AUDIO_CHANNEL=0
PTT_TYPE=Hidraw
HID_DEVICE=/dev/hidraw0
HID_PTT_PIN=GPIO1
TIMEOUT=300
TX_DELAY=0
PREEMPHASIS=1
DTMF_TONE_LENGTH=100
DTMF_TONE_SPACING=50
DTMF_DIGIT_PWR=-15

We can now establish the connection to the remote node by adding a second SimplexLogic to the “master” SvxLink node. I called the new logic “SimplexLogicBisamberg”.

[SimplexLogicBisamberg]
TYPE=Simplex
RX=NetRx
TX=NetTx
CALLSIGN="OE1XAR-R"
SHORT_IDENT_INTERVAL=15
LONG_IDENT_INTERVAL=30
EVENT_HANDLER=/usr/local/share/svxlink/events.tcl
DEFAULT_LANG=en_US
MACROS=Macros
FX_GAIN_NORMAL=-7
FX_GAIN_LOW=-12
MUTE_TX_ON_RX=1

The new logic has to be added to LOGICS in the GLOBAL section:

[GLOBAL]
MODULE_PATH=/usr/local/lib/svxlink
LOGICS=SimplexLogic,SimplexLogicBisamberg
CFG_DIR=svxlink.d
TIMESTAMP_FORMAT="%c"
CARD_SAMPLE_RATE=48000

This alone is not enough as SvxLink will now complain that the file SimplexLogicBisamberg is not found, which can be fixed by copying the following files:

cd /usr/local/share/svxlink/
cp events.d/SimplexLogic.tcl events.d/SimplexLogicBisamberg.tcl
cp SimplexLogic.tcl SimplexLogicBisamberg.tcl

After that you have to open the files and change SimplexLogic to SimplexLogicBisamberg:

Start of file /usr/local/share/svxlink/SimplexLogicBisamberg.tcl:

###############################################################################
#
# SimplexLogic event handlers
#
###############################################################################

#
# This is the namespace in which all functions below will exist. The name
# must match the corresponding section "[SimplexLogic]" in the configuration
# file. The name may be changed but it must be changed in both places.
#
namespace eval SimplexLogicBisamberg {

Start of file /usr/local/share/svxlink/events.d/SimplexLogicBisamberg.tcl:

###############################################################################
#
# SimplexLogic event handlers
#
###############################################################################

#
# This is the namespace in which all functions below will exist. The name
# must match the corresponding section "[SimplexLogic]" in the configuration
# file. The name may be changed but it must be changed in both places.
#
namespace eval SimplexLogicBisamberg {

Now we can configured the required NetRx and NetTx sections in svxlink.conf:

[NetRx]
TYPE=Net
HOST=--OE1XAR Raspberry PI IP Address--
TCP_PORT=5210
AUTH_KEY="--LINK KEY--"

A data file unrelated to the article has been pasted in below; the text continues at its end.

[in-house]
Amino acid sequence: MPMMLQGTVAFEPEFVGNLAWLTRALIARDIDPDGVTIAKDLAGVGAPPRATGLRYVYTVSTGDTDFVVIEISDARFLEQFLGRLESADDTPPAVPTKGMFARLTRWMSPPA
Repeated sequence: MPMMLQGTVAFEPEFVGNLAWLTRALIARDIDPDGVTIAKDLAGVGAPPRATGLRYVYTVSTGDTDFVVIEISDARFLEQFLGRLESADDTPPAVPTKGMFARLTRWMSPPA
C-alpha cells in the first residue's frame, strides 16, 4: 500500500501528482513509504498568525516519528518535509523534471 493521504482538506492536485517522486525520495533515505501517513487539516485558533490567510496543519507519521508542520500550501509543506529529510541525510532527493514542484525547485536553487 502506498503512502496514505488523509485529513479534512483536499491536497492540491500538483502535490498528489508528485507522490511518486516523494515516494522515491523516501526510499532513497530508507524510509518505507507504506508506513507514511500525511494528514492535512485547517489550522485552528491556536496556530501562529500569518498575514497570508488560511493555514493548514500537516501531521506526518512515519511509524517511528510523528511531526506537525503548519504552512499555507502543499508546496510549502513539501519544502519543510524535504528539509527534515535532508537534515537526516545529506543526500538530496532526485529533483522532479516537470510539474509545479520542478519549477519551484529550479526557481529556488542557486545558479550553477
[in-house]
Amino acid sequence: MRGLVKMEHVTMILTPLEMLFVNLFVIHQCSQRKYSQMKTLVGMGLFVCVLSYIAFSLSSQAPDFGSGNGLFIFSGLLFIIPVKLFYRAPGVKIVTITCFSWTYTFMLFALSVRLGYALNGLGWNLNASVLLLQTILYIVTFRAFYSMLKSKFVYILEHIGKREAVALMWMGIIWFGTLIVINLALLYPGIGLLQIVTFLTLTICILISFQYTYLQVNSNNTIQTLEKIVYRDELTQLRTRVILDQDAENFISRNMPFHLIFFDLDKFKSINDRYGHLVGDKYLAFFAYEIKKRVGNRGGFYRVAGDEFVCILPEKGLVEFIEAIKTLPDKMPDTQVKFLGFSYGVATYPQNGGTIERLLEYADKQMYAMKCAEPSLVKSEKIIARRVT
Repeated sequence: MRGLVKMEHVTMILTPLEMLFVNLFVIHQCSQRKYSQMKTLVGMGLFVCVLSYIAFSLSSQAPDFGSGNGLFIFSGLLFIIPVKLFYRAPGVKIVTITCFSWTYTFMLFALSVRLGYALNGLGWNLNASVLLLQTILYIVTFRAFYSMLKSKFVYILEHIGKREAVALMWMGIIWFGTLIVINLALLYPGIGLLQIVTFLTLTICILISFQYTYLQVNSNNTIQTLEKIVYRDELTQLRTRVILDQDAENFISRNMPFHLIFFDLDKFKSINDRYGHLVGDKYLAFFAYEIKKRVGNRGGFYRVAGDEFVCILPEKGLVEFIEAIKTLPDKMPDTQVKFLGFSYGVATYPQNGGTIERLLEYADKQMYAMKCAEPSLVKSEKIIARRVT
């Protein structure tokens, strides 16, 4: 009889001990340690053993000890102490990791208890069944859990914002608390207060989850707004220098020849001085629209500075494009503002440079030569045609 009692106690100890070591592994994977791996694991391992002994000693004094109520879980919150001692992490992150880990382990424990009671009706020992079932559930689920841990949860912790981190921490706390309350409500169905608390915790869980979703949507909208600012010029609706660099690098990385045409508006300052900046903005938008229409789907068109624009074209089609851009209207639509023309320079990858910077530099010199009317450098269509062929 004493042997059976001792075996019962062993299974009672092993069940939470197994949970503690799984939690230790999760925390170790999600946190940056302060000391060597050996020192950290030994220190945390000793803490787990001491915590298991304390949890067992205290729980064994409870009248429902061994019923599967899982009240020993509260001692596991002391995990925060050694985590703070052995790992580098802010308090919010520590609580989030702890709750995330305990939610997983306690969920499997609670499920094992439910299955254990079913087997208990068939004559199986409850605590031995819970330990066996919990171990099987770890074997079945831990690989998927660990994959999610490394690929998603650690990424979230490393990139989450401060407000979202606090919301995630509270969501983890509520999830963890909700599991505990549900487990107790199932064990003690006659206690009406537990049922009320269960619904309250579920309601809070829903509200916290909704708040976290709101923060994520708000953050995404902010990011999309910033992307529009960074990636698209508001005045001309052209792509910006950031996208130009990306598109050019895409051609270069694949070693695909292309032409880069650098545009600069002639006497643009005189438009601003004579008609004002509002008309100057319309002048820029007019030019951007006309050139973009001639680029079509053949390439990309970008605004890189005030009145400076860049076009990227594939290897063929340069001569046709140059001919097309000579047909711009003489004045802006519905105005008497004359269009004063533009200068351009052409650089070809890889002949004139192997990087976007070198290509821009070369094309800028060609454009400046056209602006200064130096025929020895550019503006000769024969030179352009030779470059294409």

CODEC=S16

[NetTx]
TYPE=Net
HOST=--OE1XAR Raspberry PI IP Address--
TCP_PORT=5210
AUTH_KEY="--LINK KEY--"
CODEC=S16

We used the S16 codec, because there was enough bandwidth available. If you find yourself in a scenario where the connection bandwidth between the two SvxLink nodes is limited, take a look at the SPEEX codec.

The only thing missing now is the link between the two logics. This can be configured by adding the following section to the svxlink.conf file:

[LinkToBisamberg]
CONNECT_LOGICS=SimplexLogic:99:OE1XTW,SimplexLogicBisamberg:98:OE1XAR
DEFAULT_ACTIVE=1
OPTIONS=DEFAULT_CONNECT,NO_DISCONNECT
TIMEOUT=300
AUTOACTIVATE_ON_SQL=SimplexLogicBisamberg

Actually the numbers 99 and 98 are the commands used to enable the links, but they are unused in this configuration as the links are configured to be active all the time and cannot be disconnected.

The new link has to be added to the GLOBAL section which should look like this afterwards:

[GLOBAL]
MODULE_PATH=/usr/local/lib/svxlink
LOGICS=SimplexLogic,SimplexLogicBisamberg
CFG_DIR=svxlink.d
TIMESTAMP_FORMAT="%c"
CARD_SAMPLE_RATE=48000
LINKS=LinkToBisamberg

If you want to use this config, please do not forget to change the link key and IP address of the remote node.

In this configuration EchoLink access is only possible to the main SvxLink node but if someone connects to it, audio will be sent to both repeaters and audio from both repeaters will be forwarded to the connected EchoLink user.

Bricked TrekStor wintron 7.0

A couple of weeks ago I bought a small 7” tablet with Windows 10 pre-installed, and because I use Linux everywhere, I tried to install Ubuntu on the tablet. Actually I wanted to install it to the micro-SD card and try things out first.
Turns out that there is a bug in Baytrail Atom processors which prevents the UHS-I SD card from being accessed in DDR50 mode. Unfortunately this makes Ubuntu very slow.

DSC_0368 DSC_0369

Even if the default Bios settings disable the high-speed mode, I decided to try to enable DDR50 in spite of the known problems, but I had no success. Linux just reported MMC read errors. After looking around the internet I found some kernel patches that should improve the reliability of the SDIO interface and fix some race conditions with the C-sleep states of the CPU while accessing the MMC card. I really hoped that these patches will help and so I compiled a new kernel for the tablet, but this did not fix the problem.